In this screengrab from a livestream of Google's developers conference, Google's Sergey Brin (foreground) kicks off a demo of Google Glass.
By Scott Martin, USA TODAY
SAN FRANCISCO - Google on Wednesday unleashed its inner Evel Knievel in a stunt-filled demonstration of its secretive futuristic computerized glasses.
The Internet giant's co-founder, Sergey Brin, ran onstage sporting a prototype of the Orwellian device in the middle of Google's annual software developers conference asking, "Who wants to see a demo of Glass?" The crowd roared, "Yes!"
The Google Glass project puts computer-processing power, a camera, microphone, wireless communications and a tiny screen into a pair of super-cool-looking, lightweight glasses. For now, the "smart" glasses can display images and video and have a button that can be used for taking pictures. Ultimately, the company hopes the glasses will be able to access information in real time, including the ability to identify locations and provide additional information about your whereabouts.
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In an eye-popping moment of showmanship, Google had a small airship positioned above the Moscone Center, and a team wearing Google Glasses assembled and ready to skydive.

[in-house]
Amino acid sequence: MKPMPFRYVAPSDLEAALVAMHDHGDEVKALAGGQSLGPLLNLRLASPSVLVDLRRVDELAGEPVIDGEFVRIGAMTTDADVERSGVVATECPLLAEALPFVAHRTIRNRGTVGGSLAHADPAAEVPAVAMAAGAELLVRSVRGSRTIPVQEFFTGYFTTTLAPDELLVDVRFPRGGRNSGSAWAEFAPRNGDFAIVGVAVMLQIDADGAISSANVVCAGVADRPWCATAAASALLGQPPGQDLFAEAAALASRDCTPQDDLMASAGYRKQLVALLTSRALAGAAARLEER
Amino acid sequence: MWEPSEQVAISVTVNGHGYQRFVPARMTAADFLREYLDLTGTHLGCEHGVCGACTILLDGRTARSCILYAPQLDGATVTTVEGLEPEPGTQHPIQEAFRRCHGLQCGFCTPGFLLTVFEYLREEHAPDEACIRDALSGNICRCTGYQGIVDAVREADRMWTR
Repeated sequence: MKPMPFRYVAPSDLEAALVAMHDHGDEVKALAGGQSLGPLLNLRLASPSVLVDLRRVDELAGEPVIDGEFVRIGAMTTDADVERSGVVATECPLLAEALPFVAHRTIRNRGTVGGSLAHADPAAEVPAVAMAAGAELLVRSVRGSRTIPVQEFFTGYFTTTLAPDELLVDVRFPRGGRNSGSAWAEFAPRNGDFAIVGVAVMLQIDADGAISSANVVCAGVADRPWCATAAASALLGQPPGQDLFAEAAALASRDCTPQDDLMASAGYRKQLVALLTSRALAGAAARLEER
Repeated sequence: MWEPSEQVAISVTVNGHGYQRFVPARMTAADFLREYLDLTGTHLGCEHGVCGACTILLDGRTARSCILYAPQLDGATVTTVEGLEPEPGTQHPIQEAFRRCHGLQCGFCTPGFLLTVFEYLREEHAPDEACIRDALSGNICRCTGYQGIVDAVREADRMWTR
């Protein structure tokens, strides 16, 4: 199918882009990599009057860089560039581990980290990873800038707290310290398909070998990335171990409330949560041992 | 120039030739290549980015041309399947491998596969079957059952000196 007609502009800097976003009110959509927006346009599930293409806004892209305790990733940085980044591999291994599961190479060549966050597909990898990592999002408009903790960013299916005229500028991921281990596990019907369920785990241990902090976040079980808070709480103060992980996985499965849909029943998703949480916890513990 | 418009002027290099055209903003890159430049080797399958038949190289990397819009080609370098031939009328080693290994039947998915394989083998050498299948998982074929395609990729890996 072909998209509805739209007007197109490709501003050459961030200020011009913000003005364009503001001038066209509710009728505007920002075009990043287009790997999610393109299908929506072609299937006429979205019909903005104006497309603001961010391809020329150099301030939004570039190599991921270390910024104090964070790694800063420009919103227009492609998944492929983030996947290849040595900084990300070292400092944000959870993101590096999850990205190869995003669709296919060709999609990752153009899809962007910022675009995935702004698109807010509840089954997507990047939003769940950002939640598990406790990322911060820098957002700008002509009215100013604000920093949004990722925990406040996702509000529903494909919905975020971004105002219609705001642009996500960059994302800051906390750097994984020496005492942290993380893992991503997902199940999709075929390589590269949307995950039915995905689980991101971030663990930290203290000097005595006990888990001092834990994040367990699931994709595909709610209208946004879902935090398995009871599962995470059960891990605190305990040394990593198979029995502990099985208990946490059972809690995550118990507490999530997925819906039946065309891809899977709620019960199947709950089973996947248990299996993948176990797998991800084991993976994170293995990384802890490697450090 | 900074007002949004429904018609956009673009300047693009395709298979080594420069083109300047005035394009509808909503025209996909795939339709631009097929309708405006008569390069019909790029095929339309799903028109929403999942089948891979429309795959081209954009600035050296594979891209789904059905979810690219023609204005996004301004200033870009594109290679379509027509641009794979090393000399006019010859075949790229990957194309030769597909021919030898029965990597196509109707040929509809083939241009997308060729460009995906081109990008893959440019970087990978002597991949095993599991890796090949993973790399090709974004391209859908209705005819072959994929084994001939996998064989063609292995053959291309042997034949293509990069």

Brin spoke with the team - who could see him in their glasses - via a Google+ Hangouts video-conferencing session through the social-networking site. An estimated 6,000 conference attendees viewed the whole thing on the big screen inside the center.
Then the Google team jumped from the airship to the roof of the Moscone Center, transmitting the view of their descent to the folks inside.
The jumpers then passed a pair of Google Glasses to a group of bicycle stunt riders who vroomed across the rooftop, did a jump-flip, and handed off the glasses to rappellers, who shot down the side of the glass building. They were joined by bikers, and rode up to the stage to present the glasses to Brin.
With the futuristic specs, "Google has managed to do something that doesn't copy Apple," says Forrester analyst James McQuivey. "The staging was way beyond anything we've seen."
Google says the specs weigh less than many sunglasses on the nose and are intended to deliver information without having to scramble for a smartphone. The company envisions a day that information is delivered so quickly, people feel as if they know the answers to things right away.
But the glasses aren't yet ready for consumers. Google needs software developers to help unlock the digital promise of the glasses, so it offered the devices to U.S.-based Google I/O attendees for $1,500, with plans to ship the glasses by early next year.
"This is really new technology. We want to get it out into the hands of passionate people" as early as possible, said Brin.
With the stunt-laden event, Google is trying change perceptions of the company from that of an algorithmic, engineering-focused place to one that's got more of a human side, McQuivey says.